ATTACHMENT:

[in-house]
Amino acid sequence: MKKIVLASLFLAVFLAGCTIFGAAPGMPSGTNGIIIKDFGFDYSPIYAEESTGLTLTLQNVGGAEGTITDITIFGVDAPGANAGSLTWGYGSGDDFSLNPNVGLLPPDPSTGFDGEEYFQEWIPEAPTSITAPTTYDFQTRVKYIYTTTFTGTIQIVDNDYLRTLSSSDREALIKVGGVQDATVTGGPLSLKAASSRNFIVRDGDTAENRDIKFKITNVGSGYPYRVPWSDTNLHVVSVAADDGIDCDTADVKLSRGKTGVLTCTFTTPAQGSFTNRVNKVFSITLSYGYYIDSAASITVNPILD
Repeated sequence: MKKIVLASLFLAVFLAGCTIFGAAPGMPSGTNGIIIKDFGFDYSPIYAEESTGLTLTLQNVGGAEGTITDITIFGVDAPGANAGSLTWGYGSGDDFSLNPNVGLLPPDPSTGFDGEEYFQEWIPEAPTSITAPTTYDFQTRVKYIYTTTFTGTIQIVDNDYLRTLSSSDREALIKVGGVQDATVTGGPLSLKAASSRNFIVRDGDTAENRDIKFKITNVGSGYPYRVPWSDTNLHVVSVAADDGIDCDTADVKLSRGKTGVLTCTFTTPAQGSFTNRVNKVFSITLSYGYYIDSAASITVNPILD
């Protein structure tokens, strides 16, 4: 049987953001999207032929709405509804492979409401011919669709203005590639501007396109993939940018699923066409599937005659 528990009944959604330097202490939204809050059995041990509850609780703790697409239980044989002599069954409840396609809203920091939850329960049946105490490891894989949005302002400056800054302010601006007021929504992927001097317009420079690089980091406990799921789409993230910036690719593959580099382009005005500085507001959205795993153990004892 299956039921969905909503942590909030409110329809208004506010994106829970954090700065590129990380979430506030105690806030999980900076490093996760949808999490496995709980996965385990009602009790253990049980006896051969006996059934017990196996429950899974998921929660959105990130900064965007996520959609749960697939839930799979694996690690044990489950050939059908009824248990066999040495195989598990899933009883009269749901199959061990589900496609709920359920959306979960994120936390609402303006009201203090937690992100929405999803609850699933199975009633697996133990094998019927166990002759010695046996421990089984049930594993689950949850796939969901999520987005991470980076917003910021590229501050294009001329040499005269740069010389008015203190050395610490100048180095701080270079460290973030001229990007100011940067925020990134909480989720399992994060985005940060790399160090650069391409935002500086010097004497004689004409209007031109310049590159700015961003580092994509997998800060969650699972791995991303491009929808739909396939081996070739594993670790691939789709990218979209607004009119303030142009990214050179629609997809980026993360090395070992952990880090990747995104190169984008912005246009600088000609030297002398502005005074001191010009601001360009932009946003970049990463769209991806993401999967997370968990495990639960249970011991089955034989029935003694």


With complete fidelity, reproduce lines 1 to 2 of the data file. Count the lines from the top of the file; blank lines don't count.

[in-house]
Amino acid sequence: MKKIVLASLFLAVFLAGCTIFGAAPGMPSGTNGIIIKDFGFDYSPIYAEESTGLTLTLQNVGGAEGTITDITIFGVDAPGANAGSLTWGYGSGDDFSLNPNVGLLPPDPSTGFDGEEYFQEWIPEAPTSITAPTTYDFQTRVKYIYTTTFTGTIQIVDNDYLRTLSSSDREALIKVGGVQDATVTGGPLSLKAASSRNFIVRDGDTAENRDIKFKITNVGSGYPYRVPWSDTNLHVVSVAADDGIDCDTADVKLSRGKTGVLTCTFTTPAQGSFTNRVNKVFSITLSYGYYIDSAASITVNPILD